Having extra sets of hands and assistance may not have been the primary reason I wanted to have kids, but the truth is: these little rug rats have really proven themselves useful these past few years. Whether it is assembling a piece of furniture, patching up a bicycle tire, mowing the lawn or building a chicken coop, our girls have always expressed a keen interest in being a part of the building, maintenance and repair department of our household. And I don’t mean they are interested in just sitting idly by to observe; no, no – they want in on the action as much as possible. They want to participate, they want to get hands on, understand the goal of what we’re looking to do, and they want to learn how things work. Theres also a very real interest in getting to know the various tools we might employ throughout a project; be it a hammer, a pair of wire strippers, or an impact driver, they want to know what it’s called, how it functions and are motivated to lend a helping hand, celebrating in the satisfaction of pieces coming together. After all, what is Ikea furniture if not a giant Lego set with a functional purpose?
I, too, have nothing but fond memories of the garage in our home and the workshop in our family store’s back room. My father would always, and I mean always, be working on and chipping away at something. Whether it was tinkering around the garden shed, repairing a television set, or building a tree house in our back yard, dad was, and continues to always be busy with his hands. I openly admit that I don’t recall personally being that helpful in these endeavours, but I do recall standing by in admiration as I watched he and my older brother achieve greatness with a few blocks of wood, a handful of tools and, what seemed to me, the strength of a thousand otherworldly beings. I’m sure at some point I must have passed them a screwdriver or a hammer or a few nails, but by and large, I was an observer, and it wasn’t until later in life that I truly began tinkering on my own. I do like to think, though, that I learned much of what I know now from those early years by his example and means of osmosis.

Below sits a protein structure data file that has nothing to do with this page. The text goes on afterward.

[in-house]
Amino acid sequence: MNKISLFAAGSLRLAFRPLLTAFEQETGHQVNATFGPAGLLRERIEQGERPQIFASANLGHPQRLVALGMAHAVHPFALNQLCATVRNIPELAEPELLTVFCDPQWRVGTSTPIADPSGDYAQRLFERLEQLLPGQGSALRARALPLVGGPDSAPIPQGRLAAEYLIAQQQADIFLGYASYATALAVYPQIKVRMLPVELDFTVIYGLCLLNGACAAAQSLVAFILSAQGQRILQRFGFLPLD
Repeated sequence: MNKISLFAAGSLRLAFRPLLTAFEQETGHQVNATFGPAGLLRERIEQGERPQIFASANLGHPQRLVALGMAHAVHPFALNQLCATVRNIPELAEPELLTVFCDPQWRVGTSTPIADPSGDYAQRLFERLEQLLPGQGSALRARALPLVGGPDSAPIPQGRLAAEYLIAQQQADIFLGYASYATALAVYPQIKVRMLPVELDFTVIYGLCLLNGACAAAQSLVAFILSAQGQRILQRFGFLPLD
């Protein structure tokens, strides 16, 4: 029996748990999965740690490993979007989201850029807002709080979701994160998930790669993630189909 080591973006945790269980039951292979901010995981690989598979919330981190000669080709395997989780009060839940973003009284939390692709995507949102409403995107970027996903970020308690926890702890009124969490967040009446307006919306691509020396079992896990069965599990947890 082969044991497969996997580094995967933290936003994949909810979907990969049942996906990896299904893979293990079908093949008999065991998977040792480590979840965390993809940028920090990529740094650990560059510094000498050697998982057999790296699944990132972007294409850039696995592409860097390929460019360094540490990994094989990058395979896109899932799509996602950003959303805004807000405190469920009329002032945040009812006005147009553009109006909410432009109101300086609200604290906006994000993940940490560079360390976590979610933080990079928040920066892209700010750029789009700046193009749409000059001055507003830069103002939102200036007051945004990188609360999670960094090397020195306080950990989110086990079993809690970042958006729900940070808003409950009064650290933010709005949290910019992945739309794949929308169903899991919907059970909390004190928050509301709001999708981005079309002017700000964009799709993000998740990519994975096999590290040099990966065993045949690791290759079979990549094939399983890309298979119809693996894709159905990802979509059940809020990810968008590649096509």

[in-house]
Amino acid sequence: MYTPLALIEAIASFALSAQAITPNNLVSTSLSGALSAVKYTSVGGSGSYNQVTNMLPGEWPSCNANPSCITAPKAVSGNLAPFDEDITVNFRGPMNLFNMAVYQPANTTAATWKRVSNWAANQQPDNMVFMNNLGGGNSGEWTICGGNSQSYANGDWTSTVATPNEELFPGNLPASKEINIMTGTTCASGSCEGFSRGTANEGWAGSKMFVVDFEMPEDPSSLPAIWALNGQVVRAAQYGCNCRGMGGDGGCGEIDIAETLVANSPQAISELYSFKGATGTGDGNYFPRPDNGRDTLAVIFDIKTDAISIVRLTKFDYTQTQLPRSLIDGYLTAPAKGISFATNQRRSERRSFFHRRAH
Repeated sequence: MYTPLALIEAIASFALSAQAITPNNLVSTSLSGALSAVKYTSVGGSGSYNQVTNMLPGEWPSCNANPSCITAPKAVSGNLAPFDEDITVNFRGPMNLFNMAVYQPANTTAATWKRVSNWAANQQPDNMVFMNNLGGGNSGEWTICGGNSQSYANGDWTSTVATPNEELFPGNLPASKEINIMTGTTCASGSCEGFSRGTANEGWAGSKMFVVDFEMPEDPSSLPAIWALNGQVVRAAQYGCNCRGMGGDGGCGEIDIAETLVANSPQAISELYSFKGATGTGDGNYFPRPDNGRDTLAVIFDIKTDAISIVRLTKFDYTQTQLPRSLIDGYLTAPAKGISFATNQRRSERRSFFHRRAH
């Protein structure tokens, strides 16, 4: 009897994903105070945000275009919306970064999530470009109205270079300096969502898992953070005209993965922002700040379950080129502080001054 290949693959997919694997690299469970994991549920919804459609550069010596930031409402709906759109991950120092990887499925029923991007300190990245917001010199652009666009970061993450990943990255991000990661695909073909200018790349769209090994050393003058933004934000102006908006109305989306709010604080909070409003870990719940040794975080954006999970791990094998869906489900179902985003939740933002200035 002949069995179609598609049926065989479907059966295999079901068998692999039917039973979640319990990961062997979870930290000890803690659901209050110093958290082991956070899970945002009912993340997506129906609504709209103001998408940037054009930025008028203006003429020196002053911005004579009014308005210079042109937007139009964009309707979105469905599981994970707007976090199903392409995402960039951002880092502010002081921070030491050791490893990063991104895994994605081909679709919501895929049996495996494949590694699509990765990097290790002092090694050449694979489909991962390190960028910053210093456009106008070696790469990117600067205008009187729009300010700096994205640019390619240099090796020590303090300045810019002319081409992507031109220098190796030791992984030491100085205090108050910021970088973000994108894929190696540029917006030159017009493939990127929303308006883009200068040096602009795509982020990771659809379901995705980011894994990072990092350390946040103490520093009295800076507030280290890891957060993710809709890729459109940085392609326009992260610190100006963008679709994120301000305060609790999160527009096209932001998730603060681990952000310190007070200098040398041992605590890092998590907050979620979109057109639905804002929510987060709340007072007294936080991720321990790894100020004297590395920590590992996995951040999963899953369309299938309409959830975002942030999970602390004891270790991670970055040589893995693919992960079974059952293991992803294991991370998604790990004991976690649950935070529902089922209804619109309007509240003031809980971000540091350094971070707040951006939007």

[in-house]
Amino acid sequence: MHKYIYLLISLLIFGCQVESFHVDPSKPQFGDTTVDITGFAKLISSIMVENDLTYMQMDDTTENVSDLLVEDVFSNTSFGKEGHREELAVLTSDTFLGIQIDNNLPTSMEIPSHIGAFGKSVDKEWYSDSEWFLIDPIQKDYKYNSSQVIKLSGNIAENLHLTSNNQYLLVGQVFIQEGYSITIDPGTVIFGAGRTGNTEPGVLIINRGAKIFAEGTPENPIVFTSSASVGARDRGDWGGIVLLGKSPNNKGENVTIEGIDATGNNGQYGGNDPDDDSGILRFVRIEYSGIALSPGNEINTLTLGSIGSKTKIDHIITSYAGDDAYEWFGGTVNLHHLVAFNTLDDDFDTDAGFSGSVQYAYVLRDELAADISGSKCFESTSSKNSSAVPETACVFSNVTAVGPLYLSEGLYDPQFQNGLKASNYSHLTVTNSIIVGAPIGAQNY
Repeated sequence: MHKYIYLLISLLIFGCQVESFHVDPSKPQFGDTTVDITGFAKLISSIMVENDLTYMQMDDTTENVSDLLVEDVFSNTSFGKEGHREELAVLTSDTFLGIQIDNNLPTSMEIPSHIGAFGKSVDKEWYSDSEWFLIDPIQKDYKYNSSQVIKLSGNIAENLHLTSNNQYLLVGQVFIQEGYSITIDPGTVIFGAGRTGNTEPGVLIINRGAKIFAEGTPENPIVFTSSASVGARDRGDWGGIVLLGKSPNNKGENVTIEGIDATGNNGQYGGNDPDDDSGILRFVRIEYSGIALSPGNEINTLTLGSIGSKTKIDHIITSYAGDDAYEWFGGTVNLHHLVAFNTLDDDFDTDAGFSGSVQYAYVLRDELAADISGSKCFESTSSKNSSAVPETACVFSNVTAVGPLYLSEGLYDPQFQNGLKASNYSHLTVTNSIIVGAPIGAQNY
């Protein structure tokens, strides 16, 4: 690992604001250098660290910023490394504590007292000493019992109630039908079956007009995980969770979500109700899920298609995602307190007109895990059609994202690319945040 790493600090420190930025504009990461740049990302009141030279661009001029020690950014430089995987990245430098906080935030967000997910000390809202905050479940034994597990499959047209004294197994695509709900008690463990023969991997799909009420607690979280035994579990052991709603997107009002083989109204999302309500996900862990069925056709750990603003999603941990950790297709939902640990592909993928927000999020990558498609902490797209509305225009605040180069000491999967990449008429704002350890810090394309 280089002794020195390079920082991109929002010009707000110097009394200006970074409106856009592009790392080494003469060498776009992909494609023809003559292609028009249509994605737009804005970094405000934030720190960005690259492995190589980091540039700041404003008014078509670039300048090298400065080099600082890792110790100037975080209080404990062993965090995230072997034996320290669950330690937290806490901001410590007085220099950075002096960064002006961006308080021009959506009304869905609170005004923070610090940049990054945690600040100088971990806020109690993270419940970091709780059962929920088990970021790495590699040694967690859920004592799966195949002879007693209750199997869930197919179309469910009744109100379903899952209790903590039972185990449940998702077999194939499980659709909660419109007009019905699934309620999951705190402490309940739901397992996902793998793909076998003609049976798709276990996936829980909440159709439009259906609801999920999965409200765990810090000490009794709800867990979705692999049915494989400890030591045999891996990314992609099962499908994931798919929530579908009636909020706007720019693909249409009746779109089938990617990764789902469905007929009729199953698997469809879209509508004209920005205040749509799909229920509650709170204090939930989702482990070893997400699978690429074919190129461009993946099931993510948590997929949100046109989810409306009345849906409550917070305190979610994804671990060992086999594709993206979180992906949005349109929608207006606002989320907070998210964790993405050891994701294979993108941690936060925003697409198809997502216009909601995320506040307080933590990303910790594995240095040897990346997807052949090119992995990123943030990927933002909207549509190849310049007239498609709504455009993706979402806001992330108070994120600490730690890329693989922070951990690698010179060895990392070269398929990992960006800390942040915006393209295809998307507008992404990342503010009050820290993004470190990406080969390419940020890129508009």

Nowadays, I love tools and appreciate the nuances and specifics the various forms, shapes, size and base-material that each ‘type’ of saw, for example, can offer. Just like being in a kitchen, there’s a right tool for the job and scenarios in which they make sense. I also now posses great respect and understanding for how things work and how to build them myself, and I am excited that the girls are interested in all of it. Not only that, they are actually quite useful when it comes to the whole process. In the earliest stages, before they even knew what we were doing, they would collect the tools, turn the pages of the instruction manual and carry the various boxes of bits and pieces from the front hall to wherever it was we were completing our project, but now they are full-on into using those very same tools and discovering how things come together. Sure, it may take 176 times as long to actually accomplish anything, we lose parts down the air vent, there are multiple snack breaks (not that I mind that), we take frequent pee breaks and there’s more dancing involved than there was with my dad and brother, but they love it and so do I. They are interested, they are learning and, more than anything, we are spending time together.